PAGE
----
A Track-by-Track Review 25 Years In The Blind
Friday marked the 25th anniversary of the release of one of the seminal debut albums of the modern alternative rock era. Third Eye Blind’s self-titled slowly became a huge success within a year of its release in April 1997, eventually charting for 106 weeks led by 5 singles that became classics of late 90s music.
In honor of the anniversary, and the fact that 25 years later 3eb is still a consistent touring band that’s now gone on to release 7 total full studio albums, here’s a track-by-track retrospective review of their most iconic album.
#1 Losing a Whole Year
Pick a better song to lead off the intention of the sound and message Third Eye Blind had developed for this album. Immediately the angst, regret, and anguish that permeates the majority of the LP is apparent. Yet “Losing a Whole Year” is still full of raw energy, however also impeccably mixed.
One of the more bizarre conditions to write a song about, this ones a true banger. I suppose Stephen Jenkins intention was to write a song that could keep any narcoleptic awake.
As an aside, this is still funny, although I guess also sad?…
#3 Semi-Charmed Life
The best song ever to “drop a line” about doing crystal meth, Semi-Charmed Life is probably the biggest song Third Eye Blind ever made. Somehow they made a radio hit singing about “going down,” doing “bumps,” “crystal meth,” etc., etc. The charm so to speak of this song and why it became somehow such a mainstream hit, is that if you don’t listen carefully enough to the lyrics it’s a fun, upbeat song to rock out to and the pseudo-white guy-rapping style of the lyrics is emblematic of the influences of the time, as well as influential in its own right for many artists in the future (see nearly the entirety of Twenty One Pilots discography).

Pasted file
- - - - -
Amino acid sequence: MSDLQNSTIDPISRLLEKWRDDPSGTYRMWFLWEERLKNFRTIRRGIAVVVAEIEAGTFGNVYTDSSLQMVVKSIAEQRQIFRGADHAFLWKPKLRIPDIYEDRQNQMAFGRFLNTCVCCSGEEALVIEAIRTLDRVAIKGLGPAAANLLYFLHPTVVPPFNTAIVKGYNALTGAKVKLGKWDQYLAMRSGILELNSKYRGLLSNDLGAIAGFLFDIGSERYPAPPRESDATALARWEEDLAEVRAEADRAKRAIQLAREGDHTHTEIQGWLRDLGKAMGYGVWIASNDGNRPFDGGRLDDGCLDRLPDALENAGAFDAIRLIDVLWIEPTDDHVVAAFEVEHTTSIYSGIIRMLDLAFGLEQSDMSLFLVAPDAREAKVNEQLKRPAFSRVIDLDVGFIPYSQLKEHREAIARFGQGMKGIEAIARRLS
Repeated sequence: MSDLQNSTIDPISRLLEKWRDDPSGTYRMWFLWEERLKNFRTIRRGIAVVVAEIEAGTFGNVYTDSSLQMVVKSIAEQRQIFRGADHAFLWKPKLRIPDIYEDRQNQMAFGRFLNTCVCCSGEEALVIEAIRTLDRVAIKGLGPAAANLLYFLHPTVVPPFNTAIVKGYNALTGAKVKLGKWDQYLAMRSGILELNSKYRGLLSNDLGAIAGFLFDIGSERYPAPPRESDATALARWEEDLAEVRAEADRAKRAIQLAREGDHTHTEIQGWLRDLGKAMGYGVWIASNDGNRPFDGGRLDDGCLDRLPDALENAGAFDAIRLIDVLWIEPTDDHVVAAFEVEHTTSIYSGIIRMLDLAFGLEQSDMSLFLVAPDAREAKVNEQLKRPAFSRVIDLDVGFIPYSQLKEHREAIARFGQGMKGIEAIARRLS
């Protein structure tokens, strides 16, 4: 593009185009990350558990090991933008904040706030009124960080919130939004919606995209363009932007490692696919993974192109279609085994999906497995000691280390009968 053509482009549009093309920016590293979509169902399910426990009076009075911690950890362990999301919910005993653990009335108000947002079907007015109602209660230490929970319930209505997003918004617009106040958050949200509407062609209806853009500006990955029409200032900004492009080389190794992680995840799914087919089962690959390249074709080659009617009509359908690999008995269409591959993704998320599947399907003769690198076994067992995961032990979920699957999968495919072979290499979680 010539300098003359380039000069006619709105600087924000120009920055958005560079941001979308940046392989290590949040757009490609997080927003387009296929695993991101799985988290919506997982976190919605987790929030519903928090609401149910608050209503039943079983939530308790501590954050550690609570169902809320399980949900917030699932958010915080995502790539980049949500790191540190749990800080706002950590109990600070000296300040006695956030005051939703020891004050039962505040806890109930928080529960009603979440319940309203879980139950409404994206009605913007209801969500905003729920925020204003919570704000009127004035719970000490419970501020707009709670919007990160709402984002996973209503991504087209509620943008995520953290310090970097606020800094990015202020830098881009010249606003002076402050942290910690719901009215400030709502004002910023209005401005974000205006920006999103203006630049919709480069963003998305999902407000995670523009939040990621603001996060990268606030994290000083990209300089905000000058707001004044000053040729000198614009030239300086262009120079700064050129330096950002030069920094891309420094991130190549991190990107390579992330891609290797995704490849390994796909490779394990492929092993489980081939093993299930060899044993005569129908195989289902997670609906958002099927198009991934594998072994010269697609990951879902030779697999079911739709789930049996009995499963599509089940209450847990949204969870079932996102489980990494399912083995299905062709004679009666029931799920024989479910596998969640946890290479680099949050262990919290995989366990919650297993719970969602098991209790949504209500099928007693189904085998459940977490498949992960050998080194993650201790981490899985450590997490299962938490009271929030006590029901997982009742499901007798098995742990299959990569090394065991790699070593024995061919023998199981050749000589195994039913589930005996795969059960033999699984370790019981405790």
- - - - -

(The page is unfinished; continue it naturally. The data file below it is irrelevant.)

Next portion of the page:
From meth to suicide. The album just keeps getting better. Honestly still an awesome song 25 years later. Like “Semi-Charmed” it’s a dark song lyrically, but keeps up with the rest of the albums energy and passion.
Also probably the only good scene from the Jim Carrey vehicle Yes Man:
This song overflows with teen angst. Absolutely bangs, underrated one of my favorites off the entire album.
#6 How’s It Going to Be
I love this song at this part of the track listing. Post “Graduate” we start to mellow out a little bit. Big part of putting together an album track list is the ebb and flow of energy to keep the album well-balanced. More of an introspective song that still ties together the theme of the album “How’s It Going To Be” rewards your patience as it builds to another killer finish. It’s an excellent example of bridging the front-end of an album filled with radio-hit level singles to a more nuanced and interesting back-end of deeper cuts.
#7 Thanks A Lot
Despite the barrage of absurdly good songs in the first 6 tracks off this album, the back half does not drop off at all in terms of quality. A lot less mainstream hits here, but “Thanks A Lot” gives us a great example of a really underrated track that still fits in so well with the rest of the album. Easily could have been a single itself.
#8 Burning Man